(Milan) –The Italian government should firmly reject a proposal to fine shipmasters up to €5,500 for every person they rescue and take to Italy, Human Rights Watch said today. Deputy Prime Minister and Interior Minister Matteo Salvini has proposed this and other problematic anti-rescue measures in a decree to be examined by the government starting as early as today.
“Salvini’s latest salvo in his war on humanitarian rescue puts a price tag on the right to life,” said Judith Sunderland, associate Europe and Central Asia director at Human Rights Watch. “The rest of the coalition government should reject this naked effort to discourage saving lives at sea, including by merchant vessels.”
Since becoming interior minister, Salvini has repeatedly sought to further restrict the already extremely tight Italian policies on rescues at sea and disembarkation of people rescued at sea. Italy has cut back on search-and-rescue operations, delayed or refused taking people rescued at sea to Italy, and supported efforts by Libyan coast guard forces to interdict asylum seekers and migrants seeking to cross the Mediterranean to Europe and return them to abusive detention in Libya.
The first draft of the decree would impose fines of between €3,500 and €5,500 per foreigner rescued at sea and subsequently taken to Italy in the event the rescuing ship did not comply with “the operating instructions issued by the authorities responsible for the area in which the rescue operation takes place or by the respective authorities of the flag state” or the laws of the sea.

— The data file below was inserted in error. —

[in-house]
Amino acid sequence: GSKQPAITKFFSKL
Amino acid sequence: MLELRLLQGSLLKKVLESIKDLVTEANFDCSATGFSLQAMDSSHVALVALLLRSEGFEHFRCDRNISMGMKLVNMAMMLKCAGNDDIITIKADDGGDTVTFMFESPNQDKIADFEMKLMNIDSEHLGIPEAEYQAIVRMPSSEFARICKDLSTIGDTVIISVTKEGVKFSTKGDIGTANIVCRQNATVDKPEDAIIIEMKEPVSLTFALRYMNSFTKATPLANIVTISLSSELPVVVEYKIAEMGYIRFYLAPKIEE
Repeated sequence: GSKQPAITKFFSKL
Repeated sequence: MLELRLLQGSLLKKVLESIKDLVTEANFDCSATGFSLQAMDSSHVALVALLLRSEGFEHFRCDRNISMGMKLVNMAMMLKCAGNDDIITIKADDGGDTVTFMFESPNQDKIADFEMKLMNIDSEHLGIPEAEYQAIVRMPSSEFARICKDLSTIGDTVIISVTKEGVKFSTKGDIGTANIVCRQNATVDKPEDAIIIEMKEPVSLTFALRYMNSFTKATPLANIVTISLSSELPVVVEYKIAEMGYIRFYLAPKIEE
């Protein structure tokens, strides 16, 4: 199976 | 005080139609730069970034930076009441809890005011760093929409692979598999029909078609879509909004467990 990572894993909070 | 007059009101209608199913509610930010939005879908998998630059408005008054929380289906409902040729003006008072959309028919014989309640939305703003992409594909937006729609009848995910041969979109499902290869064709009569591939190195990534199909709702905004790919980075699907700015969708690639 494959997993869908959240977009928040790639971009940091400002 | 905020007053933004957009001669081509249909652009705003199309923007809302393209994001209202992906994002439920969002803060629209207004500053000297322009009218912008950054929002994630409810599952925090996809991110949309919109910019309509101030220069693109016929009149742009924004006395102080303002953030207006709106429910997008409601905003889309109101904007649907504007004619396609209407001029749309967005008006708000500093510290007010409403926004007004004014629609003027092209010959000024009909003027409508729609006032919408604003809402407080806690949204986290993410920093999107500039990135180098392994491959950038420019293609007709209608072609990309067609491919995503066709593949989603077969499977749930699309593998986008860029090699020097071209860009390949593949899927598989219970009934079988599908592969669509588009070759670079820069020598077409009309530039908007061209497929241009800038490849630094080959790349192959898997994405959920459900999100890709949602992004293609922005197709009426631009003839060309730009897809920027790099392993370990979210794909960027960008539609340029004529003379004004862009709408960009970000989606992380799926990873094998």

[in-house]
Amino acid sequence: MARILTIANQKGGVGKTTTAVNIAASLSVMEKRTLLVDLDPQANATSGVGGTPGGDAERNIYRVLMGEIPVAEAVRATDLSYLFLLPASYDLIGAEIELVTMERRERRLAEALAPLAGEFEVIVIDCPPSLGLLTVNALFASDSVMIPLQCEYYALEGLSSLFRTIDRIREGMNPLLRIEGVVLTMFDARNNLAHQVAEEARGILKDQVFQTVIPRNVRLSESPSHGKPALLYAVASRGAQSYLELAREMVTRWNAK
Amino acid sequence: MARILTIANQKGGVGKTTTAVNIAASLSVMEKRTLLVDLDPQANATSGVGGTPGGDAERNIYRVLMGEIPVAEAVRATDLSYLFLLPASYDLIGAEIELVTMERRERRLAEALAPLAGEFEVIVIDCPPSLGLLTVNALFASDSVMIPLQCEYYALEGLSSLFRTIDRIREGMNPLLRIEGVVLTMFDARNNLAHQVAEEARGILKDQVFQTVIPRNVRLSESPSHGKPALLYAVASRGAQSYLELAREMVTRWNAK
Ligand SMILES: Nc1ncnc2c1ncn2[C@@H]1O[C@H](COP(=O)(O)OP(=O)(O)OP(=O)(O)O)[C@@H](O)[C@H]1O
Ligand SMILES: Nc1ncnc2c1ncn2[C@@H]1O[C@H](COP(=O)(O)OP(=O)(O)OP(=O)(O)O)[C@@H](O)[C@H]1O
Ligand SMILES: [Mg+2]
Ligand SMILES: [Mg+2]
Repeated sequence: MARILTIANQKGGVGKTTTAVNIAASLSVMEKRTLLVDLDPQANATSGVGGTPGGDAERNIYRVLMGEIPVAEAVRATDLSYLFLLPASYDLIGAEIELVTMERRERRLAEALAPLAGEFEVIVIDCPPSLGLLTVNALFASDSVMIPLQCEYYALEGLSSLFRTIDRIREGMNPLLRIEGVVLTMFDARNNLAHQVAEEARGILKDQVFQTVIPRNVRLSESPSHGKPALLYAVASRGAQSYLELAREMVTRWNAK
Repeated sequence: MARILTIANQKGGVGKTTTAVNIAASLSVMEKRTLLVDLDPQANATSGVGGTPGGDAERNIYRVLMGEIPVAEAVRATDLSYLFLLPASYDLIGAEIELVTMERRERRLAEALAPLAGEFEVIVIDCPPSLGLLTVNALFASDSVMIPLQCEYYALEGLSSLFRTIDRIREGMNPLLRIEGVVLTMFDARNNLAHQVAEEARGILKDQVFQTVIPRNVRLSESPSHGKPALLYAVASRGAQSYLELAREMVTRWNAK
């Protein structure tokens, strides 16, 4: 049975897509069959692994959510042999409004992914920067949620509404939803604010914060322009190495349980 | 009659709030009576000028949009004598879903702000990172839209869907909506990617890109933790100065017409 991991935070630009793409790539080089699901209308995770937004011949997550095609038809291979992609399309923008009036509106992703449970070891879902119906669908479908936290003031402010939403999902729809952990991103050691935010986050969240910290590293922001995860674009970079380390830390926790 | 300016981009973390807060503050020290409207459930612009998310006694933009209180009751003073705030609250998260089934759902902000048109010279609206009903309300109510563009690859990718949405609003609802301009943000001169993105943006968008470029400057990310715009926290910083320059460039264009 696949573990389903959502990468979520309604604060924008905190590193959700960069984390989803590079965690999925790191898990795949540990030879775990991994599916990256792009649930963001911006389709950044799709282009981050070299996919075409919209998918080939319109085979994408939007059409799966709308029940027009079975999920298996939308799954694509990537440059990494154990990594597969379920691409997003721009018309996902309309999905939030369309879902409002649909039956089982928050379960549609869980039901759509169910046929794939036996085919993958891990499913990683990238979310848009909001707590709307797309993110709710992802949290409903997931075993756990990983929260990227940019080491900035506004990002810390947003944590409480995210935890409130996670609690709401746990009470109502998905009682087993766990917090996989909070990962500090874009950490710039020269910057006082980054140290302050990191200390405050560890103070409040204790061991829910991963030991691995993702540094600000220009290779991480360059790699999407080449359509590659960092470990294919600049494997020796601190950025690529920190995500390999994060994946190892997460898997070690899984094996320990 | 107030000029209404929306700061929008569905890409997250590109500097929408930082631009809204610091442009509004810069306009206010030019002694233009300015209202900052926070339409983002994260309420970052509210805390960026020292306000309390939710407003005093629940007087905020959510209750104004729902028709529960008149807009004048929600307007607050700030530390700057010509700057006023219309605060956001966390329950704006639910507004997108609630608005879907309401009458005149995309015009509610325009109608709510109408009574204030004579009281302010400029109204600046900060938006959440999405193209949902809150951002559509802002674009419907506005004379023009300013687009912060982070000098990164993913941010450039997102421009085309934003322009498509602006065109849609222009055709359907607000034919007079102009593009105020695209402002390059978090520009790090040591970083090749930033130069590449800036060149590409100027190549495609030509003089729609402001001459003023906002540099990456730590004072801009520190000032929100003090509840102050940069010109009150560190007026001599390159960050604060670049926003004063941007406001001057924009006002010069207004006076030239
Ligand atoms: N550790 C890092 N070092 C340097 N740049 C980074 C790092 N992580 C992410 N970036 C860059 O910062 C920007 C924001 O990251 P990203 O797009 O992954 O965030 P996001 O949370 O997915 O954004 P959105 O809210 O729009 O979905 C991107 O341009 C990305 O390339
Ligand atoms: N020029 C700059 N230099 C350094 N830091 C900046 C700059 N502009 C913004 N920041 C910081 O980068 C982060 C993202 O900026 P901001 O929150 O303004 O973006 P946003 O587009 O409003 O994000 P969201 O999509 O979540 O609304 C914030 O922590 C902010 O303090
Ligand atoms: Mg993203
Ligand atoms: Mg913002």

The flag state is the country that has licensed the ship. In cases involving ships flying the Italian flag, the decree allows for temporary suspension or revocation of the license of vessels whose instances of rescue and disembarkation in Italy are considered “grave or repeated.”
The proposed measure is based on a partial and deeply flawed reading of international law, Human Rights Watch said. The law of the sea governing rescue operations imposes obligations on shipmasters to respond to situations of distress at sea and to take the people rescued to safe places. This includes general guidance to cooperate with and follow instructions from coastal states that have assumed responsibilities to conduct and coordinate rescue operations in their declared search-and-rescue region.
These duties should be read in conjunction with the nonrefoulement obligation in international human rights and refugee law, which prohibit the return of refugees to persecution and the return of any person to the risk of torture or cruel, inhuman, or degrading treatment. Guidelines issued by the International Maritime Organization stress that factors to be considered when designating a place of safety for rescued people to land should include “the need to avoid disembarkation in territories where the lives and freedoms of those alleging a well-founded fear of persecution would be threatened.”
As a matter of policy and practice, Libyan forces take people they rescue or intercept at sea to Libya, where they face arbitrary detention in abysmal conditions and a well-documented risk of serious abuse, including forced labor, torture, and sexual violence. The United Nations has repeatedly emphasized that Libya is not a safe place to take people rescued at sea. Concerns about the risks for those returned to Libya have been heightened as fighting rages in Tripoli among rival militia factions, putting detainees in detention centers at further risk.